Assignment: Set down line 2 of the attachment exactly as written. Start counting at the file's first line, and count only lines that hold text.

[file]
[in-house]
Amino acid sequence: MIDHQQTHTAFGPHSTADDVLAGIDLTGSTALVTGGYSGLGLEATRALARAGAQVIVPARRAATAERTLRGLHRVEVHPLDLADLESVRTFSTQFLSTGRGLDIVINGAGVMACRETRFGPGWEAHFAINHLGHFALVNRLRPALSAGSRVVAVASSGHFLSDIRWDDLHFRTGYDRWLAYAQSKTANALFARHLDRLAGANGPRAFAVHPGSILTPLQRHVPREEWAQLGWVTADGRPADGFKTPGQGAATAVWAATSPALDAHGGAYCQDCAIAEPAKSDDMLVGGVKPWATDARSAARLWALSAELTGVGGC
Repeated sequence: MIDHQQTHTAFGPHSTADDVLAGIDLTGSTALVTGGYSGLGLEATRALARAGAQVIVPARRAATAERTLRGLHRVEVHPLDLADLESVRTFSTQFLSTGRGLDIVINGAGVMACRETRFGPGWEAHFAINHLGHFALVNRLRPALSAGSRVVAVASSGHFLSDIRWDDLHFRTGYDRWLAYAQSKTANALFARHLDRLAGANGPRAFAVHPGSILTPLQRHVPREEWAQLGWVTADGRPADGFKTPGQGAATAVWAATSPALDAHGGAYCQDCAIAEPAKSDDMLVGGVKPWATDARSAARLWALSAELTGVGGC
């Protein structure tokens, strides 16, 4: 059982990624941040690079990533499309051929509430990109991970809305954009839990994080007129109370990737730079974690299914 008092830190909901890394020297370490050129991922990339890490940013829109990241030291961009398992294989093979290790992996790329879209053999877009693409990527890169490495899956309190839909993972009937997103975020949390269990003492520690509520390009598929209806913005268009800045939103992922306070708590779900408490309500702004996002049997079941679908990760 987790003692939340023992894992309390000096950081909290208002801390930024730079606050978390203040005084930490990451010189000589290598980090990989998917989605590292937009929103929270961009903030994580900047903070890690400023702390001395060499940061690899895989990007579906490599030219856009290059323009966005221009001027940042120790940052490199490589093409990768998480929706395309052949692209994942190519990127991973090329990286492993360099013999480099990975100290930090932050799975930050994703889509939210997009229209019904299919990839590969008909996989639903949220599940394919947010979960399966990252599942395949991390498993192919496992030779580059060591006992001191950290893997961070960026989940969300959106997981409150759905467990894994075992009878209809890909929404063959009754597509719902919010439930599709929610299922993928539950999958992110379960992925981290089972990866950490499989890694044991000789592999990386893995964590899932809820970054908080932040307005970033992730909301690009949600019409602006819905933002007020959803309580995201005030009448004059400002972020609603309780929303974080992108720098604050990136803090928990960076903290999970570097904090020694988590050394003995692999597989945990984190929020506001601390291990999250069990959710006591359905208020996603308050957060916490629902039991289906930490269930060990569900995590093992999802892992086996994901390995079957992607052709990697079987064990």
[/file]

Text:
Amino acid sequence: MIDHQQTHTAFGPHSTADDVLAGIDLTGSTALVTGGYSGLGLEATRALARAGAQVIVPARRAATAERTLRGLHRVEVHPLDLADLESVRTFSTQFLSTGRGLDIVINGAGVMACRETRFGPGWEAHFAINHLGHFALVNRLRPALSAGSRVVAVASSGHFLSDIRWDDLHFRTGYDRWLAYAQSKTANALFARHLDRLAGANGPRAFAVHPGSILTPLQRHVPREEWAQLGWVTADGRPADGFKTPGQGAATAVWAATSPALDAHGGAYCQDCAIAEPAKSDDMLVGGVKPWATDARSAARLWALSAELTGVGGC